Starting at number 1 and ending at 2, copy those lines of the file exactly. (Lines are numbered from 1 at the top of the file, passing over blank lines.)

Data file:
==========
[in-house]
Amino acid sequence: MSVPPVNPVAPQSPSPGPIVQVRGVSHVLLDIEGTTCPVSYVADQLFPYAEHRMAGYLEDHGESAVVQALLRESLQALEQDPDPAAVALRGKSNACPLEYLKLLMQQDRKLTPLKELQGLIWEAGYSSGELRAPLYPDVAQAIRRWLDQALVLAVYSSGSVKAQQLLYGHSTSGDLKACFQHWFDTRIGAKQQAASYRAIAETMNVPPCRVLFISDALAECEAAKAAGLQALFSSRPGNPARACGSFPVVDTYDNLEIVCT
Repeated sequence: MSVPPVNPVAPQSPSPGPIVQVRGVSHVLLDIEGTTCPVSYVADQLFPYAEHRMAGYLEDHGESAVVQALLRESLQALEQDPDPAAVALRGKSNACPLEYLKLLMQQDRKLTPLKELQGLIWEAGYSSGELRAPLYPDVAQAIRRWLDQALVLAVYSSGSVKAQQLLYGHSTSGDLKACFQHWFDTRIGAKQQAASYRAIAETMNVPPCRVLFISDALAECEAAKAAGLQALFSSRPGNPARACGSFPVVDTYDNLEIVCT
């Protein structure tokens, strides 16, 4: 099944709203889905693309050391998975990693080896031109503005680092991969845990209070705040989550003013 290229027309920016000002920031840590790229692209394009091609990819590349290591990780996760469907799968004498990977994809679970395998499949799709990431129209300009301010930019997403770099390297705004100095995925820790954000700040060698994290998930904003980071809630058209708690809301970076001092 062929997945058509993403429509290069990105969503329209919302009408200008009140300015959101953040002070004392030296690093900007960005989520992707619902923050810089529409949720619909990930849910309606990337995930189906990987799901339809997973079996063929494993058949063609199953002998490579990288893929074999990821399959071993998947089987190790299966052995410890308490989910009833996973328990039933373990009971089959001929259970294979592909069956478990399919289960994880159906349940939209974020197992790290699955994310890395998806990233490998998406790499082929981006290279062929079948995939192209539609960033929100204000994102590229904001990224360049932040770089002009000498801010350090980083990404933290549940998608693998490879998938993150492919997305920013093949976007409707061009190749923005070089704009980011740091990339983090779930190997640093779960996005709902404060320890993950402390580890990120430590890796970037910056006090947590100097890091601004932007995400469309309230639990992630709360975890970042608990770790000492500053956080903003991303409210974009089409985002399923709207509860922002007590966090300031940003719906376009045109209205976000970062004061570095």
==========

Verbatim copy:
[in-house]
Amino acid sequence: MSVPPVNPVAPQSPSPGPIVQVRGVSHVLLDIEGTTCPVSYVADQLFPYAEHRMAGYLEDHGESAVVQALLRESLQALEQDPDPAAVALRGKSNACPLEYLKLLMQQDRKLTPLKELQGLIWEAGYSSGELRAPLYPDVAQAIRRWLDQALVLAVYSSGSVKAQQLLYGHSTSGDLKACFQHWFDTRIGAKQQAASYRAIAETMNVPPCRVLFISDALAECEAAKAAGLQALFSSRPGNPARACGSFPVVDTYDNLEIVCT